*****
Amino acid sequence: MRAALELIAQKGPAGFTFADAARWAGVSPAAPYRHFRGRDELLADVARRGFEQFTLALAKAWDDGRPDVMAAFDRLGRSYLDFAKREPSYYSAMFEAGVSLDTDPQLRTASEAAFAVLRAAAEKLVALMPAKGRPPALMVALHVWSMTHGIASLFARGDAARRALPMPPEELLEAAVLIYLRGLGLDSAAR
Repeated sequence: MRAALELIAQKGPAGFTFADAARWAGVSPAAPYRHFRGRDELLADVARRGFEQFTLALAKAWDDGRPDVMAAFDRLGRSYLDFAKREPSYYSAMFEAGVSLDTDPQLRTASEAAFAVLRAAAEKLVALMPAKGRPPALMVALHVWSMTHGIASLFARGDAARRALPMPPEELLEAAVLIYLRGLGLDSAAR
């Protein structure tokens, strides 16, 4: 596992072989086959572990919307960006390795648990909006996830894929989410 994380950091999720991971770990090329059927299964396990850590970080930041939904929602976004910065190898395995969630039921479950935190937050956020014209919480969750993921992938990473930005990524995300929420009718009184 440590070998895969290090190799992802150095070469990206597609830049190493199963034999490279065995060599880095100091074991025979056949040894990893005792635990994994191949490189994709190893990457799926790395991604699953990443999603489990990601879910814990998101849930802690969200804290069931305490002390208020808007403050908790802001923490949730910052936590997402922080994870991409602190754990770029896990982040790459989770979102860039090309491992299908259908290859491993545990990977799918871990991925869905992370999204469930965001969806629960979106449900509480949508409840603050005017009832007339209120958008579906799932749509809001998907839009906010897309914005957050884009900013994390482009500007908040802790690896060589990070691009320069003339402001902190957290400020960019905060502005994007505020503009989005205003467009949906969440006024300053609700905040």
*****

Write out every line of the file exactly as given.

Amino acid sequence: MRAALELIAQKGPAGFTFADAARWAGVSPAAPYRHFRGRDELLADVARRGFEQFTLALAKAWDDGRPDVMAAFDRLGRSYLDFAKREPSYYSAMFEAGVSLDTDPQLRTASEAAFAVLRAAAEKLVALMPAKGRPPALMVALHVWSMTHGIASLFARGDAARRALPMPPEELLEAAVLIYLRGLGLDSAAR
Repeated sequence: MRAALELIAQKGPAGFTFADAARWAGVSPAAPYRHFRGRDELLADVARRGFEQFTLALAKAWDDGRPDVMAAFDRLGRSYLDFAKREPSYYSAMFEAGVSLDTDPQLRTASEAAFAVLRAAAEKLVALMPAKGRPPALMVALHVWSMTHGIASLFARGDAARRALPMPPEELLEAAVLIYLRGLGLDSAAR
């Protein structure tokens, strides 16, 4: 596992072989086959572990919307960006390795648990909006996830894929989410 994380950091999720991971770990090329059927299964396990850590970080930041939904929602976004910065190898395995969630039921479950935190937050956020014209919480969750993921992938990473930005990524995300929420009718009184 440590070998895969290090190799992802150095070469990206597609830049190493199963034999490279065995060599880095100091074991025979056949040894990893005792635990994994191949490189994709190893990457799926790395991604699953990443999603489990990601879910814990998101849930802690969200804290069931305490002390208020808007403050908790802001923490949730910052936590997402922080994870991409602190754990770029896990982040790459989770979102860039090309491992299908259908290859491993545990990977799918871990991925869905992370999204469930965001969806629960979106449900509480949508409840603050005017009832007339209120958008579906799932749509809001998907839009906010897309914005957050884009900013994390482009500007908040802790690896060589990070691009320069003339402001902190957290400020960019905060502005994007505020503009989005205003467009949906969440006024300053609700905040």